THORPEX Research and the Science of Prediction
THORPEX was a ten-year international research program designed to accelerate the rate of improvement in the accuracy of predictions of high-impact weather.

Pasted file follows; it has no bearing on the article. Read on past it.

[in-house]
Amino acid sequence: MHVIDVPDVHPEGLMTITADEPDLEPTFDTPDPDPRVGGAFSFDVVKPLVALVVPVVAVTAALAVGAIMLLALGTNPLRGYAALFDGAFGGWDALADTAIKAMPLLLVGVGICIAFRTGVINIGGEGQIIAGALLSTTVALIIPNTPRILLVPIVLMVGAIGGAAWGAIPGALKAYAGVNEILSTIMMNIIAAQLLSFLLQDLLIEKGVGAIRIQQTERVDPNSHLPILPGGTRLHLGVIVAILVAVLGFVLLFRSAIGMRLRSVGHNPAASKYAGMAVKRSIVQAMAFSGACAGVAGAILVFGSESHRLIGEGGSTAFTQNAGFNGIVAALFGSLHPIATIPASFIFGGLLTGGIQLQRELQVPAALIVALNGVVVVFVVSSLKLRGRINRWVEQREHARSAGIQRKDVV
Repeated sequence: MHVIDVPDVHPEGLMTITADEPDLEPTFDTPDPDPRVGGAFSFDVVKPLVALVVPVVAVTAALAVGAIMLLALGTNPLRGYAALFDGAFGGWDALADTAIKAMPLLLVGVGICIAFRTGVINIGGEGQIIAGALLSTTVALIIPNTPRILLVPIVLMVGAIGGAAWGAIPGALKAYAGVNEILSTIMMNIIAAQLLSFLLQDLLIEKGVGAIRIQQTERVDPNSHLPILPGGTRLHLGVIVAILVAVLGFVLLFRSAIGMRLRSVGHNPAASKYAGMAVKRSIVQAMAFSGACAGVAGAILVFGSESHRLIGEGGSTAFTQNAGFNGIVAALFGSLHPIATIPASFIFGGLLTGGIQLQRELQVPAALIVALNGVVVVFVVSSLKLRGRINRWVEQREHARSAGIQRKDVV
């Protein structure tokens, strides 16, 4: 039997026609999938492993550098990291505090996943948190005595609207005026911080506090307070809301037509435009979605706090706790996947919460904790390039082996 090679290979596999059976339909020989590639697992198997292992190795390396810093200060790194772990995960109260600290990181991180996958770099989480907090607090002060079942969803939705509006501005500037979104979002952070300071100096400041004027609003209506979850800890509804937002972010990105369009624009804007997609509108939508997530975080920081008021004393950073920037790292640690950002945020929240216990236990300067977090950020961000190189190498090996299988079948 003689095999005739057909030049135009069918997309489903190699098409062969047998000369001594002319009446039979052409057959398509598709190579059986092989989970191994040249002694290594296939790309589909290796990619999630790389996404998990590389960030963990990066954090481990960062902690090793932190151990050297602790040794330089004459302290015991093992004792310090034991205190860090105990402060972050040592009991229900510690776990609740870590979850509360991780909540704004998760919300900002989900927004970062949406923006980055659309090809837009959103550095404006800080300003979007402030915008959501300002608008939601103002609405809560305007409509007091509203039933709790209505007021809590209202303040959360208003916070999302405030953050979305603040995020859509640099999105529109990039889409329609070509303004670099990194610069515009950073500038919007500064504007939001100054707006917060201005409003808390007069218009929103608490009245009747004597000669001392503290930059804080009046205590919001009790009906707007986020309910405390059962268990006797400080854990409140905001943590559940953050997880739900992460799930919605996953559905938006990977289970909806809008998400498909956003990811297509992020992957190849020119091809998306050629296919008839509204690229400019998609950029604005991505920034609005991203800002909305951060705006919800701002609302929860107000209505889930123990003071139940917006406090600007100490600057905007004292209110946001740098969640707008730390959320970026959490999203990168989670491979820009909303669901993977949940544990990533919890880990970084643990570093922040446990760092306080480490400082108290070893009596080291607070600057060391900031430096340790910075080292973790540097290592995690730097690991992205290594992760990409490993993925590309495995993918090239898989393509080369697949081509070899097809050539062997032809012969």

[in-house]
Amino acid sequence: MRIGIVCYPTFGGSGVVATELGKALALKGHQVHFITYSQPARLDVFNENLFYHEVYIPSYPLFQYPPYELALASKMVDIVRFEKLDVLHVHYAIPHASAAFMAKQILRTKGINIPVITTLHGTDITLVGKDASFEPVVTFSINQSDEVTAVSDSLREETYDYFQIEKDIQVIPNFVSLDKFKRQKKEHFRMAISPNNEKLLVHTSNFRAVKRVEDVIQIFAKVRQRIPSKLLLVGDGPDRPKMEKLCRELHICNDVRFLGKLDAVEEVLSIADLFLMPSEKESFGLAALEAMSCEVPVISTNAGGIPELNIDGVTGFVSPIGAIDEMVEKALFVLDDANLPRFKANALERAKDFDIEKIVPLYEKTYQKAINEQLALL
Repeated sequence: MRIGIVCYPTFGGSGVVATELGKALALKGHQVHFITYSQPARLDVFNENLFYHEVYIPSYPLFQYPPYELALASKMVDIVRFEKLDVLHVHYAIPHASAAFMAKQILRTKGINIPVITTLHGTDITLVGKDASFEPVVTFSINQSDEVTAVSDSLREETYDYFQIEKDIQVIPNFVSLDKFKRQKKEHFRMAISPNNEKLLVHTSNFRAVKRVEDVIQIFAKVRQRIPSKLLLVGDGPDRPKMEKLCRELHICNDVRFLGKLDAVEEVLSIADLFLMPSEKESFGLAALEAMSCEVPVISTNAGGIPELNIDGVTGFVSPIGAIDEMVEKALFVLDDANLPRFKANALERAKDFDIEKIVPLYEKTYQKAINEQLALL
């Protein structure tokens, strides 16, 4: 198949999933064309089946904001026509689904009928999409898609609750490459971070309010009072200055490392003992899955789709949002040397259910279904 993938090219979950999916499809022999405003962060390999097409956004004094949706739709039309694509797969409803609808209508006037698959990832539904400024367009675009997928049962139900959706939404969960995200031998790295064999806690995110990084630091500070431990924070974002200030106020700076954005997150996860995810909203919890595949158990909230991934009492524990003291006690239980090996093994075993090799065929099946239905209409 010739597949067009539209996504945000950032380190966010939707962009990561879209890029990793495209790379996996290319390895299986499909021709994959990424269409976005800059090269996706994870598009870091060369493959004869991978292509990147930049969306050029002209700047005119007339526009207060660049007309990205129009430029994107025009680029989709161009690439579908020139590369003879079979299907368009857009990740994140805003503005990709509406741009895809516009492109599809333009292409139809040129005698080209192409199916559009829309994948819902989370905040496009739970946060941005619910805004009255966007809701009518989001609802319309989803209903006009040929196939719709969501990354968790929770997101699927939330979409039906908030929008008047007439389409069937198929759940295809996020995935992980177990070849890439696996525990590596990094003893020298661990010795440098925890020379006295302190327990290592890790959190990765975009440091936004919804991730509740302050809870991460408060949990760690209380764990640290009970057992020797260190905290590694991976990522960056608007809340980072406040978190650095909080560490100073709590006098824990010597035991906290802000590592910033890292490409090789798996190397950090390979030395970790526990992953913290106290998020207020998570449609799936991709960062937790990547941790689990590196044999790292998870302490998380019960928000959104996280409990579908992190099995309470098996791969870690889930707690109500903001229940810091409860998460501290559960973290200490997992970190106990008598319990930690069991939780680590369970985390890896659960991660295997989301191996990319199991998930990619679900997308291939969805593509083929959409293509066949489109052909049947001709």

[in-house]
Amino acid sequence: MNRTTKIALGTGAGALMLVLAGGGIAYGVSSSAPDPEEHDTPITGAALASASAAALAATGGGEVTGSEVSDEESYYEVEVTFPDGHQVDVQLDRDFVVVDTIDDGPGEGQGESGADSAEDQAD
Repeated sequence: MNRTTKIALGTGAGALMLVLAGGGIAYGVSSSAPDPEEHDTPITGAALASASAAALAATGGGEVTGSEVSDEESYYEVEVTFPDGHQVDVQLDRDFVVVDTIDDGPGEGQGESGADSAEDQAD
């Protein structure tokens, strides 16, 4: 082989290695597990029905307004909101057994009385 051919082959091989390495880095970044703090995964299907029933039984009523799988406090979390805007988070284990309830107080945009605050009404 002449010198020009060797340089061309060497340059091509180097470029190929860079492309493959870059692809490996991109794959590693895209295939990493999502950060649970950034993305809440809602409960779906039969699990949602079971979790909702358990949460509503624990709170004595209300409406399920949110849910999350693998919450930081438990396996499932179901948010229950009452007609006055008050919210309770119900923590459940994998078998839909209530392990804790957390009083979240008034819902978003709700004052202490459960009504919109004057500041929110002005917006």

THORPEX was a ten-year, international research program organized by the World Meteorological Organization’s World Weather Research Program. THORPEX was motivated by the need to accelerate the rate of improvement in the accuracy of 1-day to 2-week forecasts of high-impact weather for the benefit of society, the economy, and the environment. THORPEX, which took place from 2005 to 2014, was the first major international program focusing on the advancement of global numerical weather prediction systems since the Global Atmospheric Research Program, which took place almost 40 years earlier from 1967 through 1982. The scientific achievements of THORPEX were accomplished through bringing together scientists from operational centers, research laboratories and the academic community to collaborate on research that would ultimately advance operational predictive skill. THORPEX included an unprecedented effort to make operational products readily accessible to the broader academic research community with focused community efforts on problems where challenging science intersected with the potential to accelerate improvements in predictive skill. THORPEX also collaborated with other major programs to identify research areas of mutual interest, such as topics at the intersection of weather and climate. THORPEX research has: i) Increased our knowledge of the global-to-regional influences on the initiation, evolution and predictability of highimpact weather; ii) Provided insight into how predictive skill depends on observing strategies and observing systems; iii) Improved data assimilation and ensemble forecast systems; iv) Advanced knowledge of high-impact weather associated with tropical and polar circulations and their interactions with middle latitude flows; v) Expanded society’s use of weather information through applied and social science research.